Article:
UK Supreme Court decides drivers are “workers”Having lost its initial Employment Tribunal case brought by a couple of Uber drivers, Uber took the decision through every appeal process it could find, ending up in the UK Supreme Court, where it finally lost.
Uber persisted in its claim that it was merely a technology provider that matched up individuals who needed transportation to drivers who were offering transport. The UK Supreme Court, on 19 February 2021, finally rejected Uber’s arguments and confirmed the drivers’ status as being “workers”.
The claim by the drivers at the original employment tribunal was that they were “workers” and, because of that, were entitled to minimum pay, holiday pay and sickness pay.
The dismissal of Uber’s appeal by the UK Supreme Court is the final ruling on the matter and that means all Uber drivers are now considered to be “workers”. This flies in the face of Uber’s argument that the drivers were all self-employed. This means, being “workers”, the drivers are entitled to be paid minimum wage for all the hours they’re logged on to the Uber App – not just the time they’re driving a fare. They are also entitled to holiday pay and to sick pay.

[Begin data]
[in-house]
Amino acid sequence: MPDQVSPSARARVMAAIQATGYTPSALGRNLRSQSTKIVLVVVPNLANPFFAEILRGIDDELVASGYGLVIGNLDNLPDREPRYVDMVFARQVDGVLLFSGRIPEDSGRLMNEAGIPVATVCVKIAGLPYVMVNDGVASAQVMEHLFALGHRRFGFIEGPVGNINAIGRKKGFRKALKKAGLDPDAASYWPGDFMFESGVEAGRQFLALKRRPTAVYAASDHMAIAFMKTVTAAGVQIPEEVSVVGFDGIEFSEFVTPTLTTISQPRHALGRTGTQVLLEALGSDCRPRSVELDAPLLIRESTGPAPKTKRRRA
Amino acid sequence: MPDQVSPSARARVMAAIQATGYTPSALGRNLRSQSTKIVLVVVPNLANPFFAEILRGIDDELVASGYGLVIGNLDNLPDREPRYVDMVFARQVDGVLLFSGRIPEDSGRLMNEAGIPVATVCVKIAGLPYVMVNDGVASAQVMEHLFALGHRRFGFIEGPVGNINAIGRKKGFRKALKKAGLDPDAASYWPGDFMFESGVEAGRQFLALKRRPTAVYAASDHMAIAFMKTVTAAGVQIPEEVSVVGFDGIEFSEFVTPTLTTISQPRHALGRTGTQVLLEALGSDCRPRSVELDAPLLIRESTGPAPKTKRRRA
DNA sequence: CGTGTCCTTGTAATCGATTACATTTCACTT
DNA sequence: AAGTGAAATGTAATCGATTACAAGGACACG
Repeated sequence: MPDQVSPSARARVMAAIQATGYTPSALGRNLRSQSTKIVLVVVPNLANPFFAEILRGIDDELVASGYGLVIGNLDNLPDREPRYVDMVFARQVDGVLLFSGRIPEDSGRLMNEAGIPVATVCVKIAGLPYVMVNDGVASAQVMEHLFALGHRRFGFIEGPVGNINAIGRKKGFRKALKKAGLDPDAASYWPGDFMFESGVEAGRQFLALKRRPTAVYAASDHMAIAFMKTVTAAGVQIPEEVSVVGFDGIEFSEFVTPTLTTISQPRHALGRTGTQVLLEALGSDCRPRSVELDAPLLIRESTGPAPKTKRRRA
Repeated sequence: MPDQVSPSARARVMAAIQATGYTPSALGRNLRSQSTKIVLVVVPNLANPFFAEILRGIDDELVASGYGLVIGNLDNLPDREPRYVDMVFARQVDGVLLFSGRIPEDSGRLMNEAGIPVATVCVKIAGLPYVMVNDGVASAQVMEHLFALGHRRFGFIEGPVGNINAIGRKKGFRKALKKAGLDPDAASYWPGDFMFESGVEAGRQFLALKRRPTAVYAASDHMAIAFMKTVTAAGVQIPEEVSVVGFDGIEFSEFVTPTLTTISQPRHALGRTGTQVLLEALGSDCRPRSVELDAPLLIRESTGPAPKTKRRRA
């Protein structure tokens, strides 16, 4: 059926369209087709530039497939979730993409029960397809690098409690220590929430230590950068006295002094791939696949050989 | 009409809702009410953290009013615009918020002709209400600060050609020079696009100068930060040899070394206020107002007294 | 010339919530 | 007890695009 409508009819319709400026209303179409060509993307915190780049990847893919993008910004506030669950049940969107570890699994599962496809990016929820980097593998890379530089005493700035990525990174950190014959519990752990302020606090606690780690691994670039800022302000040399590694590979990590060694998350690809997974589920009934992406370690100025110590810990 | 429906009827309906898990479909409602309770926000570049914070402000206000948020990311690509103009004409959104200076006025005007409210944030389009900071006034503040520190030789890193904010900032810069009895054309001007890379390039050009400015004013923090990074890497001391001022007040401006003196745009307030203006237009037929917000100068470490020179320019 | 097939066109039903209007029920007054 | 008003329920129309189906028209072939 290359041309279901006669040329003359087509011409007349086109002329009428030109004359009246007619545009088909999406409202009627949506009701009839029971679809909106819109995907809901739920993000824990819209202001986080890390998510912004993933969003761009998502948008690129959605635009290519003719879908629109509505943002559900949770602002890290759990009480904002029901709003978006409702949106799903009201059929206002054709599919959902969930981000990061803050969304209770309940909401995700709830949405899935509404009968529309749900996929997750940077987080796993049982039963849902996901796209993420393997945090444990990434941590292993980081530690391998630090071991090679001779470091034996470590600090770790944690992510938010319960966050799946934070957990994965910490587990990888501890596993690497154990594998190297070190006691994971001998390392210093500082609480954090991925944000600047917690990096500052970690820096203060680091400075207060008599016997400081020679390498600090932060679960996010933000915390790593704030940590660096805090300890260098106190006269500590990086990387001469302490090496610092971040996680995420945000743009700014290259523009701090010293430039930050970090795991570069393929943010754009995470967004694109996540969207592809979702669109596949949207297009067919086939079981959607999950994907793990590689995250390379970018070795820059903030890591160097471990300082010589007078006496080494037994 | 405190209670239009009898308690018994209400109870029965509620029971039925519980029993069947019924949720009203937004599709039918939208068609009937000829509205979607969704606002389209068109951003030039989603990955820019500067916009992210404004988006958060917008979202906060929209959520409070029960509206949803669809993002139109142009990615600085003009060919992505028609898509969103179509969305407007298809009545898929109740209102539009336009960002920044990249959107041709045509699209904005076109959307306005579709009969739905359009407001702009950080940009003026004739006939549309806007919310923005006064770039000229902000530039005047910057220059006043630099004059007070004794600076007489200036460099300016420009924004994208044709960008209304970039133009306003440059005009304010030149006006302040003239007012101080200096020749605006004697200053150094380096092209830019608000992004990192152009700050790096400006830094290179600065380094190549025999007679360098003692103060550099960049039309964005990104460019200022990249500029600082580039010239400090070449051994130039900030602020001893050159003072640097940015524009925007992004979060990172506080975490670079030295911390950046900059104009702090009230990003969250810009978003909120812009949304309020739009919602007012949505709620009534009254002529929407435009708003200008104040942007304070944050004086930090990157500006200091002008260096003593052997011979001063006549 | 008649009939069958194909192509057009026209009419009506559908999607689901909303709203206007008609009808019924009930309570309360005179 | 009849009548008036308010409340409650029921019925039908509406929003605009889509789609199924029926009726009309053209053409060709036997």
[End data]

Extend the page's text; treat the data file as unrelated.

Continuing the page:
As a result of this decision, drivers and former Uber drivers, are entitled to have these payments backdated from the day they started working with Uber up to a maximum of 6 years! Te UK Supreme Court judgement has considerable implications for the wider gig economy. Those businesses who exert the types and levels of control exercised by Uber over those they engage to work for them, should expect those people to be characterised as “workers”. The self-employed argument clearly no longer holds.
The Press Summary of the judgement is available here. You can read the full UK Supreme Court judgement by clicking here. If you require any assistance with an employment issue, please get in touch